We can find all types listed above in the LockModeType class.

5.1. OPTIMISTIC (READ)

As we already know, OPTIMISTIC and READ lock modes are synonyms. However, JPA specification recommends us to use OPTIMISTIC in new applications.

Whenever we request the OPTIMISTIC lock mode, a persistence provider will prevent our data from dirty reads as well as non-repeatable reads.

Put simply, it should ensure any transaction fails to commit any modification on data that another transaction:

  • has updated or deleted but not committed
  • has updated or deleted successfully in the meantime

5.2. OPTIMISTIC_INCREMENT (WRITE)

The same as previously, OPTIMISTIC_INCREMENT and WRITE are synonyms, but the former is preferable.

OPTIMISTIC_INCREMENT must meet the same conditions as OPTIMISTIC lock mode. Additionally, it increments the value of a version attribute. However, it’s not specified whether it should be done immediately or may be put off until commit or flush.

It’s worth to know that a persistence provider is allowed to provide OPTIMISTIC_INCREMENT functionality when OPTIMISTIC lock mode is requested.

6. Using Optimistic Locking

We should remember that for versioned entities optimistic locking is available by default. Yet there are several ways of requesting it explicitly.

6.1. Find

To request optimistic locking we can pass the proper LockModeType as an argument to find method od EntityManager:

entityManager.find(Student.class, studentId, LockModeType.OPTIMISTIC);

6.2. Query

Another way to enable locking is using the setLockMode method of Query object:

Query query = entityManager.createQuery("from Student where id = :id");
query.setParameter("id", studentId);
query.setLockMode(LockModeType.OPTIMISTIC_INCREMENT);
query.getResultList()

6.3. Explicit Locking

We can set a lock by calling EnitityManager’s lock method:

Student student = entityManager.find(Student.class, id);
entityManager.lock(student, LockModeType.OPTIMISTIC);

6.4. Refresh

We can call the refresh method the same way as the previous method:

Student student = entityManager.find(Student.class, id);
entityManager.refresh(student, LockModeType.READ);

6.5. NamedQuery

The last option is to use @NamedQuery with the lockMode property:

@NamedQuery(name="optimisticLock",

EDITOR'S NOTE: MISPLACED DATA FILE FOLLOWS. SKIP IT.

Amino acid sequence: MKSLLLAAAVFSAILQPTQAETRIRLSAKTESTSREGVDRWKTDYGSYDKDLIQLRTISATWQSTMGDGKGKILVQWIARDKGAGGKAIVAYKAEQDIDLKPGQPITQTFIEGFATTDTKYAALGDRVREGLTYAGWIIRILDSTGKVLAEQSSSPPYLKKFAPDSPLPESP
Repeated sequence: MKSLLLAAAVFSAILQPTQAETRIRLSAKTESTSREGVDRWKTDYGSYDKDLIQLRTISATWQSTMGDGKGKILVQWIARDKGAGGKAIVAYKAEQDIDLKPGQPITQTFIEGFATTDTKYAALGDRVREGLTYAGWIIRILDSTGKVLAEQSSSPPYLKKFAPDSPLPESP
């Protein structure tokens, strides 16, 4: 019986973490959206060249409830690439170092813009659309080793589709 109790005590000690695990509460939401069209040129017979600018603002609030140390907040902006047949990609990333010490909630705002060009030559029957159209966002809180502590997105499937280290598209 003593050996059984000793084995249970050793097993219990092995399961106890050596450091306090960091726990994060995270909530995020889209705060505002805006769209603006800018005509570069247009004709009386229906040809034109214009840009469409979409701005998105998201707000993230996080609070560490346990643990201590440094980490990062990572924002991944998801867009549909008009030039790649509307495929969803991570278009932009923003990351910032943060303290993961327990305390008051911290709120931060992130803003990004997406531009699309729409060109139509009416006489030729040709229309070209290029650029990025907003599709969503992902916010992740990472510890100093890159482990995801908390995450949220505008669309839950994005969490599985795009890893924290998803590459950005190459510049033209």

query="SELECT s FROM Student s WHERE s.id LIKE :id",
  lockMode = WRITE)

7. OptimisticLockException

When the persistence provider discovers optimistic locking conflicts on entities, it throws OptimisticLockExceptionWe should be aware that due to the exception the active transaction is always marked for rollback.

It’s good to know how we can react to OptimisticLockException. Conveniently, this exception contains a reference to the conflicting entity. However, it’s not mandatory for the persistence provider to supply it in every situation. There is no guarantee that the object will be available.

There is a recommended way of handling the described exception, though. We should retrieve the entity again by reloading or refreshing. Preferably in a new transaction. After that, we can try to update it once more.

8. Conclusion

In this tutorial, we got familiar with a tool which can help us orchestrate concurrent transactions. Optimistic locking uses version attributes included in entities to control concurrent modifications on them.

Therefore, it ensures that any updates or deletes won’t be overwritten or lost silently. Opposite to pessimistic locking, it doesn’t lock entities on the database level and consequently, it isn’t vulnerable to DB deadlocks.

We’ve learned that optimistic locking is enabled for versioned entities by default. However, there are several ways of requesting it explicitly by using various lock mode types.

Another fact we should remember is that each time there are conflicting updates on entities, we should expect an OptimisticLockException.

Lastly, the source code of this tutorial is available over on GitHub.

I just announced the new Spring 5 modules in REST With Spring:

>> CHECK OUT THE LESSONS